TV Research: Latest on Projectors, Plasmas, LCD/LED TVs
Quixel’s latest research in consumer TVs: front projectors, LCD/LED, plasma
Low-resolution Video Projectors Drive the Category
Report: Q4 2012 Home Theater and Home Entertainment (HT-HE) Front Projection Market Review
Front projectors enjoyed some decent growth in 2012, with unit sales up nearly 160,000 compared to 2011. Sadly, across the entire front projector category, revenues decreased 8% over year-over-year for a total of about $300 million for 2012.
There are a couple of bright spots, though. On a quarterly basis, the category rose 24% in units from Q3 to Q4 2012, and was up 30% in revenues during that period.
Interestingly, the bright spot in revenues comes from value-priced 720p projectors. These projectors gained in both unit share and revenue share in the overall front-projector market -– 8% and 2%, respectively.
“Front projection manufacturers have remained nimble and offered new value priced HD 720p models for the enthusiast who wants an immersive experience,” says Quixel principal Tamaryn Pratt. “There are a wide variety of offerings now that span from $500 to $50,000+ cinema-style projectors. Consumers can get a lot for their money with the average selling price of a residential front projector falling below $2,000 for the first time.”
Research: Front projector sales
LCD/LED displays over 50 inches fuel big-screen category
Report: Q4 2012 LCDTV Market Review report
LCD/LED TV unit sales were up a modest 2% in 2012 versus the previous year, but the fourth quarter was up a whopping 29% versus the previous quarter, portending a strong growth trajectory for 2013.
Likewise, while revenues for the year declined in 2012 by 3% compared to 2011, the category surged 34% in the final quarter of 2012 to $5.5 billion.
The bright spot is in really-big-screen TVs over 50 inches.
Unit share of TVs larger than 50 inches grew from 11% to 24% from Q4 2011 to Q4 2012. The overall top-selling LCDTV for Q4 2012 was a 60-inch model – a first, according to Quixel.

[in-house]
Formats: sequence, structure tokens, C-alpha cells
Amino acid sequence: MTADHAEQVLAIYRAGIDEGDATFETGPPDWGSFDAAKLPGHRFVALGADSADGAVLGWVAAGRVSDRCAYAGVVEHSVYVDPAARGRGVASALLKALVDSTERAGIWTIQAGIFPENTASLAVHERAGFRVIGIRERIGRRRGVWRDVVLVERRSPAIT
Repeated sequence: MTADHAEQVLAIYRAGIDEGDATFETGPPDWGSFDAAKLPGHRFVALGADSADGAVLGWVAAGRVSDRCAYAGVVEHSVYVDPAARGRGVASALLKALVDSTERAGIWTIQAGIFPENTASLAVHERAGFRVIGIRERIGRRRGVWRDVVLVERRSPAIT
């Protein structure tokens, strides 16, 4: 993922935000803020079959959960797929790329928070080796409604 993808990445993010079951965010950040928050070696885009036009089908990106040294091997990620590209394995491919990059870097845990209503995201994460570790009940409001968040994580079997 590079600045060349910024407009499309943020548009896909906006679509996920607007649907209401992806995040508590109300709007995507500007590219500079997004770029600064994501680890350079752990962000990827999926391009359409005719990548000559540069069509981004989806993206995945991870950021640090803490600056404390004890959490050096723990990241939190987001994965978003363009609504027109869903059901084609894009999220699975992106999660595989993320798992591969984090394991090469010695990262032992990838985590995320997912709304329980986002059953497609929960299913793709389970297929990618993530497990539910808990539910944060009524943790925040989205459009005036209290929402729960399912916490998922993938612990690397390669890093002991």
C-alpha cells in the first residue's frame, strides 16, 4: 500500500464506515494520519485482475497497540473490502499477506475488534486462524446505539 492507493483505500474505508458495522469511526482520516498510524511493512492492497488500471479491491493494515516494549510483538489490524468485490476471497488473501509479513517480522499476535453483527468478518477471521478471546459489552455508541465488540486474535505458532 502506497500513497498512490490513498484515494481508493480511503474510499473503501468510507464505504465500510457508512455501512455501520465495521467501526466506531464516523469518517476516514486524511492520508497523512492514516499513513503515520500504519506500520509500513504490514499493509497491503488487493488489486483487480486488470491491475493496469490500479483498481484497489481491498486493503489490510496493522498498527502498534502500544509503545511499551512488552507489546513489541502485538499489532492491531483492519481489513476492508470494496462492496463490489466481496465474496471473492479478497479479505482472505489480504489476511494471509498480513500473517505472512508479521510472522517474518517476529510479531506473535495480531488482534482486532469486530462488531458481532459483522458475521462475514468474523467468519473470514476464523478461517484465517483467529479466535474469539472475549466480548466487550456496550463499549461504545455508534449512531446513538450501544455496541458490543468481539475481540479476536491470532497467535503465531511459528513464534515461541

By 2016, Quixel estimates, TVs larger than 50 inches will capture 60% of the LCD/LED TV category. The overall LCD/LED category is forecast to post low single-digit growth for the next four years.
“Many households are starting to replace their first flat-screen TV and now have options that are dramatically different,” Pratt says. “In some cases consumers can buy a TV almost 20 inches larger at a third of the price.”
She notes that over the 2012 holiday season, name-brand 60-inch TV prices fell below $700 and on average were $1,000.
Back in 2005, a 42-inch flat screen cost more than $3,000.
The considerable drop in pricing “gives consumers plenty of incentive to size up,” Pratt says.
Plasmas Still Alive
Q4 2012 Large Area Display Report (LAD) Market Review
While LED screens clearly have the edge, don’t count out plasma TVs just yet.
For TVs bigger than 60 inches, the plasma segment grew nearly 70% in unit sales in 2012 compared to 2011. Revenues increased 53% in 2012 to a total of almost $800 million for the year.
In Q4 2012 alone, some 1 million plasma TVs of all sizes were sold—more than were sold in Q3. But unit sales for the year were down 17% compared to 2011.
“There is no question that the plasma TV category is challenged by the LCD/LED category,” says Pratt, “but the reality is that the plasma TV category is still very much alive and staying in the game with well-priced 60-inch and 50-inch 1080p models.”
Even so, 2012 represents the first year that plasma sales declined, and we are sure to see the category phasing out at some point, giving way to LCD/LEDs and newer technologies.
Pratt wonders, “Will plasma TV represent a niche in the HDTV market moving forward or will manufacturers just close up shop?”
While the category is fading, 2013 “certainly is not the last year we will see plasma TVs in the marketplace,” Pratt says. “There is a consumer plasma TV following.”
While Sony dropped plasma more than five years ago, CES 2013 saw both Samsung and Panasonic investing in the category.
Samsung introduced the higher-end F8500 series in sizes up to 64 inches, featuring “Real Black Pro” that gives the display its “deepest blacks,” according to the company. The product has generally received positive reviews in advance of its release.
Industry leader Panasonic, the first to market with a 100-inch plasma, continues to invest in the format more than any other supplier.
At CES 2013, the company introduced five new plasma series and more than a dozen new models.